Mechanical cutting is used to separate materials by direct contact between the cutter and the objects to be dismantled, unlike thermal cutting. Typical mechanical cutting technologies include shearing, sawing, grinding, blasting, and milling. Mechanical cutting methods are generally slower than plasma arc or abrasive water jet cutting. It has been reported that specially designed circular and band saws have been developed to cut the large and thick metal structures of nuclear facilities for underwater cutting [30]. One disadvantage of mechanical cutting is the high cost of equipment maintenance, as the cutting blades should be replaced frequently. Mechanical cutting technologies are generally stable but are also applied in a limited manner to, for instance, the end effectors of manipulators with high degrees of freedom due to the tool sizes involved.

    Hydraulic cutting generally refers to methods which use fluid power without direct contact. A high-pressure fluid is sprayed onto the cut object in a narrow zone. It is easily applicable to a manipulator for precise cutting. An abrasive water injection jet (AWIJ) and an abrasive water suspension jet (AWSJ), which use abrasive materials with high-pressure water, have been applied successfully to the dismantling of nuclear facilities. For example, AWIJ technology was applied to dismantle a biological shield at JPDR in Japan, and AWSJ technology was applied to dismantle a core shroud and a thermal shield and RPV at VAK in Kahl, Germany, respectively [28, 30]. One drawback of an abrasive water jet is the generation of large amounts of debris due to the abrasive grit material.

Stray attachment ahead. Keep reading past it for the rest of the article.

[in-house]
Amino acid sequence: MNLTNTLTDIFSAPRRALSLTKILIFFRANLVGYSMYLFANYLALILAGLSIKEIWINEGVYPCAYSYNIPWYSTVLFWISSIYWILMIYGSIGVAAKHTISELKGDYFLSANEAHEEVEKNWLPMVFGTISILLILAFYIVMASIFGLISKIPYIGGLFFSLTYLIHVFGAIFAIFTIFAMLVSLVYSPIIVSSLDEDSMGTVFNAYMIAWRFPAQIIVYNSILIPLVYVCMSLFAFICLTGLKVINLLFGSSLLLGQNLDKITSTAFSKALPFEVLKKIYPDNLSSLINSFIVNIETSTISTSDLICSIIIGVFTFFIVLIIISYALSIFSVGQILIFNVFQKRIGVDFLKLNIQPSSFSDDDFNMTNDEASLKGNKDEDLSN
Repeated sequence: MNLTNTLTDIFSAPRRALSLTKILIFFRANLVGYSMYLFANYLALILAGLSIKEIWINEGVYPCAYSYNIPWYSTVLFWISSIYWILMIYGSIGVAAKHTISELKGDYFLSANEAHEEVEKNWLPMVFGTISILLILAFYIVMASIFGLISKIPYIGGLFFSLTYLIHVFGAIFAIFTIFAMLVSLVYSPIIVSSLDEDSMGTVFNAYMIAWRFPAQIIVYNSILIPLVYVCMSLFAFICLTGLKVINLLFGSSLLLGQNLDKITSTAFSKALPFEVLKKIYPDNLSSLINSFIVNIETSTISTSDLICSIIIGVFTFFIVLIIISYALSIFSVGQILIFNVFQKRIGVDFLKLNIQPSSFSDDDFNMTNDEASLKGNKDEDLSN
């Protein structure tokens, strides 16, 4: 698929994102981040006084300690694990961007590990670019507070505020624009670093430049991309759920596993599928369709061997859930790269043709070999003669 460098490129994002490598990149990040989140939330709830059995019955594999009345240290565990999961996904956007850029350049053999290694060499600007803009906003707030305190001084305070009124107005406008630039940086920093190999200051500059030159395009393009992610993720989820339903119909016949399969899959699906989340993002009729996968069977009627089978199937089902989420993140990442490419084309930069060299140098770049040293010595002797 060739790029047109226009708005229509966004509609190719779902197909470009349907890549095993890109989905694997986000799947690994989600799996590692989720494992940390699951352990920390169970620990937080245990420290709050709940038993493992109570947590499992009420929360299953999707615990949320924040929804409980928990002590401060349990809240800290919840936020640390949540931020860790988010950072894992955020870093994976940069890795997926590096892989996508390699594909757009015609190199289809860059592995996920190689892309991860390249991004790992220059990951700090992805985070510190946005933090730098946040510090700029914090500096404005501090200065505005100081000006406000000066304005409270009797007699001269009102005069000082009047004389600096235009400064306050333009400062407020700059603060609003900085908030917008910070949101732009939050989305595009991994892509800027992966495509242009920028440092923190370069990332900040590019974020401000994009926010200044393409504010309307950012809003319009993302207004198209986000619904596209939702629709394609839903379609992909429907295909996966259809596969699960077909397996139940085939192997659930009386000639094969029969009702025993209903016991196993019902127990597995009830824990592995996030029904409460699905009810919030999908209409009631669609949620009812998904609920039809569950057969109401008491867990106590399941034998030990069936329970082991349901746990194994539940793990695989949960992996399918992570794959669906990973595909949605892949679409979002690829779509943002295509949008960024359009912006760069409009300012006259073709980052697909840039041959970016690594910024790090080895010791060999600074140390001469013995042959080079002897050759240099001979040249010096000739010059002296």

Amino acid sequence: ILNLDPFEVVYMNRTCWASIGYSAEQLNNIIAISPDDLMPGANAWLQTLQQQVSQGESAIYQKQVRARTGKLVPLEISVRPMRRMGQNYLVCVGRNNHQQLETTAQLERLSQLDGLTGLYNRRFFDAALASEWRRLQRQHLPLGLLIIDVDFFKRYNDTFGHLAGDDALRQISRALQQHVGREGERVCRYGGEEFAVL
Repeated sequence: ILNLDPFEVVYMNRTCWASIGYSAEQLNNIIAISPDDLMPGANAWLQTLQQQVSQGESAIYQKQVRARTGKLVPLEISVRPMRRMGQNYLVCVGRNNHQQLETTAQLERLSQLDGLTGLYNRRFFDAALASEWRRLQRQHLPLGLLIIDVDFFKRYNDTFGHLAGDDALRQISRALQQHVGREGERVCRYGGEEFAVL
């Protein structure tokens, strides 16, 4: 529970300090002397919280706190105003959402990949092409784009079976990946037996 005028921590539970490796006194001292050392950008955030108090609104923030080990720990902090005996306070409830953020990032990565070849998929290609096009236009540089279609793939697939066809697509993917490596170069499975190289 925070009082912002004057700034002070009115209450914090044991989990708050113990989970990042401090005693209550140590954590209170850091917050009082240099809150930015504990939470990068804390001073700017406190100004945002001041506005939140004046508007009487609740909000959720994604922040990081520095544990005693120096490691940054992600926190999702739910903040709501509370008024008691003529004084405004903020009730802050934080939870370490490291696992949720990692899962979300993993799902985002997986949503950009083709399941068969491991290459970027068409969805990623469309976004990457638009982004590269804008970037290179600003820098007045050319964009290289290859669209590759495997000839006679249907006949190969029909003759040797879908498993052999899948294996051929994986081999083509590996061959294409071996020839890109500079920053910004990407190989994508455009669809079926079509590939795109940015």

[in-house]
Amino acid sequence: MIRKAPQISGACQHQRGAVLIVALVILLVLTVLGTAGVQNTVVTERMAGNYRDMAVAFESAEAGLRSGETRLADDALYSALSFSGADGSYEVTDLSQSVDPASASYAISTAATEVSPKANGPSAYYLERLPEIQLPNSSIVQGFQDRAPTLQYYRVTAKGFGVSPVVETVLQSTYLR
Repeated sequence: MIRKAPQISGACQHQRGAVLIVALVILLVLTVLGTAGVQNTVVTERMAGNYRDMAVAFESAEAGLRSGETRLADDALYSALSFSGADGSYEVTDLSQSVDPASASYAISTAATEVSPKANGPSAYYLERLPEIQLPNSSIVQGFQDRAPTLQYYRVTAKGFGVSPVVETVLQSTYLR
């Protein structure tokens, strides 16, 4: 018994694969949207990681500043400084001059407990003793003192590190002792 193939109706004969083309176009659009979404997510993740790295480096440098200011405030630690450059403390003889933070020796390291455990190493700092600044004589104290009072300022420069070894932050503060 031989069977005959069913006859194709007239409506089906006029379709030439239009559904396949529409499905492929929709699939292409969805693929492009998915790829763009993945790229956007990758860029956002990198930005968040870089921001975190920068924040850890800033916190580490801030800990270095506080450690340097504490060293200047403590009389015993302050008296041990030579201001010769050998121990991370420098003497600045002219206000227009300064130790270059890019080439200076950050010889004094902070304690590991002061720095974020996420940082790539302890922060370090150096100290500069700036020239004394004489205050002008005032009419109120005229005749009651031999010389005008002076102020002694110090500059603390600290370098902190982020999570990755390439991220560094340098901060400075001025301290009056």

As mentioned above, each of the cutting techniques has some advantages and drawbacks as well. These must be weighed and evaluated prior to determining which is most appropriate. The most suitable technology among the three categories above can be selected considering the factors of the cutting efficiency, the degree of economic feasibility, and the cutting environment. Others we should take into account are generally ALARA concerns, debris management, and the reliability and projected maintenance of the equipment.